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Avoidant Personality Disorder vs Social Anxiety

Two specific mental health disorders can cause people to experience overwhelming psychological distress about interacting with other people. While there are several obvious similarities between these two conditions, there are also a few important differences between avoidant personality disorder vs. social anxiety disorder. 

If you or a loved one are struggling with symptoms of an anxiety disorder, call us at 770-202-1274. Our mental health programs in Atlanta, Georgia can help you manage symptoms of anxiety and create new outcomes.

What Is Avoidant Personality Disorder?

Avoidant personality disorder is one of 10 personality disorders in the fifth edition of the Diagnostic and Statistical Manual of Mental Disorders (DSM-5). 

It is categorized as a Cluster C disorder, along with dependent and obsessive-compulsive personality disorders. The shared characteristics among Cluster C disorders include elevated levels of anxiety and fear.

The DSM-5 defines avoidant personality disorder as “a pervasive pattern of social inhibition, feelings of inadequacy, and hypersensitivity to negative evaluation.” Symptoms of this disorder can include:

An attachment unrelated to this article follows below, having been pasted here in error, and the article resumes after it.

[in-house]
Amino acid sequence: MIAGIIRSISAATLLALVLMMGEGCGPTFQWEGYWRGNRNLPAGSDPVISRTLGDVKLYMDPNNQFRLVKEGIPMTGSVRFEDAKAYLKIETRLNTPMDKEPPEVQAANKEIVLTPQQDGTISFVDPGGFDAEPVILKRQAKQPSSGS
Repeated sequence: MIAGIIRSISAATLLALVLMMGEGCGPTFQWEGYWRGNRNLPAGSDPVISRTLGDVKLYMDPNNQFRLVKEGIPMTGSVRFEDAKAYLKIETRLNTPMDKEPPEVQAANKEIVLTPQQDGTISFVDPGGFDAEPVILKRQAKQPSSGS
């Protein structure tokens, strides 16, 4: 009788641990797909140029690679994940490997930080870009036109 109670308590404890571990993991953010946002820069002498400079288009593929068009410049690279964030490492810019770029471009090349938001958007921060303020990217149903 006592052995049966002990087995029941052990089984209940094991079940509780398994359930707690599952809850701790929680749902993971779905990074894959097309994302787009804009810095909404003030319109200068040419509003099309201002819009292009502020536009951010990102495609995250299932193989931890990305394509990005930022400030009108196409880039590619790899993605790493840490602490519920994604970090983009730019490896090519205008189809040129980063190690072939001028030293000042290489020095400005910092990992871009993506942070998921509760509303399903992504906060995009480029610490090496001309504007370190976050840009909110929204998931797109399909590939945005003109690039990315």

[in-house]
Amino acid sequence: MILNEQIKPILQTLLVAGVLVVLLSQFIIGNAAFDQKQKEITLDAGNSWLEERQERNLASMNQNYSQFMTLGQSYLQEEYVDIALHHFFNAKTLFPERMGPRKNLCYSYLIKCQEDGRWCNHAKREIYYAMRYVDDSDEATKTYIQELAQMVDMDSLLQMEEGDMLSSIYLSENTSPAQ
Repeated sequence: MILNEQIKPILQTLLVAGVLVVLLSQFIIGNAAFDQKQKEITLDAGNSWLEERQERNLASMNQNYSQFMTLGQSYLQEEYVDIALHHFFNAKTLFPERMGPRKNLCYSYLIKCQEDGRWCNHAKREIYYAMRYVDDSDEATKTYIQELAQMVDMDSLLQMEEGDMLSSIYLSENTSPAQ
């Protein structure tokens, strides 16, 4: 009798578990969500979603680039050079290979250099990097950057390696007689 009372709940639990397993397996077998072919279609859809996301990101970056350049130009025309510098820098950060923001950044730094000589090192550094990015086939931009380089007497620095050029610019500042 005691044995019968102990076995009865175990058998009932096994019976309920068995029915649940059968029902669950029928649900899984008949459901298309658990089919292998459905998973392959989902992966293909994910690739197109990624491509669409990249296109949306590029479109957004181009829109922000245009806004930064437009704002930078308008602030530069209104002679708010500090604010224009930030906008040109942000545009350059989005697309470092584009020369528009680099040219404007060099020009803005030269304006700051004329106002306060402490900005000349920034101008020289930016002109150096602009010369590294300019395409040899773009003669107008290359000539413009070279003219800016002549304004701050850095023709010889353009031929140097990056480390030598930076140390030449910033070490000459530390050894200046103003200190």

• Avoidance of job-related activities that involve working with other people due to a fear of being criticized or rejected.
  • Hesitance about meeting new people unless they are certain to like you
  • Restraint within romantic relationships due to fear of shame or ridicule
  • Preoccupation with criticism or rejection when in social situations
  • Inhibition when interacting with new friends or colleagues due to a sense of personal inadequacy
  • Viewing yourself as inept, unappealing, and/or inferior to others
  • Reluctance to take risks or try new things due to fear of embarrassing yourself

What Is Social Anxiety?

Social anxiety disorder, which is also referred to as social phobia, is one of 11 anxiety disorders in the DSM-5. The criteria for a diagnosis of this condition includes “marked fear or anxiety about one or more social situations in which the individual is exposed to possible scrutiny by others.”

Someone who has social anxiety disorder may exhibit symptoms such as: